After lunch, Tabitha asked her friend, "What shall we do until dinner?"
"May we please go back to your room?"
"Of course." They went back, hand in hand.
To their considerable surprise, there was a note from the Eagle camp, granting Maple permission to stay at the Ysgol throughout August.
"What do you think about it?" Maple asked.
"If you're asking if I'd like you to stay, then the answer is yes. Do I also think it might be hard to let you go in September? Yes."
"I wonder why they're allowing it."
Tabitha shrugged. "Living a traditional life-style isn't always easy if you know about modern ones. They know you aren't happy with the traditional choices you've been given, so they're giving you a chance to see the alternative. I went through something a little like this with a traditional Old Believer, although except in the summer training we're just correspondents. I don't criticize his culture, I don't prettify ours. There are some really awful aspects of our culture. There's a madman and his followers butchering people in Britain for an ideology, there are the conflicts between the different segments of the culture here and around the world, not to mention the problems with the Muggles. The wards that the Old Believers helped your people create keep you away from the evils of the world, as well as from its material progress. There's really no way to separate them completely."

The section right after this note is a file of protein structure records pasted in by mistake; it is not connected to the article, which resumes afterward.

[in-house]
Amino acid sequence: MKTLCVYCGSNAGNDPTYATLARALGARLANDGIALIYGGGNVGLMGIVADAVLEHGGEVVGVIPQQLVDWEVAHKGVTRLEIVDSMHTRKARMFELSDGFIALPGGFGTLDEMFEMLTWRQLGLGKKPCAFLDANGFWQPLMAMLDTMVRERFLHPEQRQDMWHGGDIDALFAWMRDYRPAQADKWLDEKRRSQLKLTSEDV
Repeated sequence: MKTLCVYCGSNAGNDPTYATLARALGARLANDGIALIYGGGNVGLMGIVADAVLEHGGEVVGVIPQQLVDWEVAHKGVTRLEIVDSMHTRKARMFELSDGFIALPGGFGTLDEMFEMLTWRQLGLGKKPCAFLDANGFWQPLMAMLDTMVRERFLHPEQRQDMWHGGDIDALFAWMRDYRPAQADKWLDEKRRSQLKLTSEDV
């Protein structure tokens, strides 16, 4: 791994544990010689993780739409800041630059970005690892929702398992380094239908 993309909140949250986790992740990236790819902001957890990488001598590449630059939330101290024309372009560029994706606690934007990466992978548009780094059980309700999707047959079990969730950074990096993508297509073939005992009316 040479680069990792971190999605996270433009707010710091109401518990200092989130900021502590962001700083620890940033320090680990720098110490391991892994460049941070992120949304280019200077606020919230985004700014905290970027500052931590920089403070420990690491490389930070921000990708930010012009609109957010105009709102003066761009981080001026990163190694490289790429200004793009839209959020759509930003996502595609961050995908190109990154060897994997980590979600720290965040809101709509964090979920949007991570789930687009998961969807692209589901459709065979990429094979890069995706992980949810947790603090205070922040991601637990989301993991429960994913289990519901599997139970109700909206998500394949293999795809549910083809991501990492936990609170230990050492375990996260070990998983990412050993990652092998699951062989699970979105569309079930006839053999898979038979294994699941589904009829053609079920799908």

"I'm sure there is a lot of ugliness in the world," Maple said. She stood and removed Tabitha's robe and underwear. "Right now, all I care about is beauty." Tabitha smiled at her shorter friend, while Maple gazed at her. Tabitha had a light tan on her face, arms, and shins, but the rest of her was creamy white. "May I ask a personal question?"
"Do you shave there, or don't European girls have hair there?"
"Oh, we do, some more than others. If you'll let me depilatate you, you'll see why I've kept mine public area clean for two years."
"You're my guide, I can but follow. And tonight, I hope to see the real you in my dreams."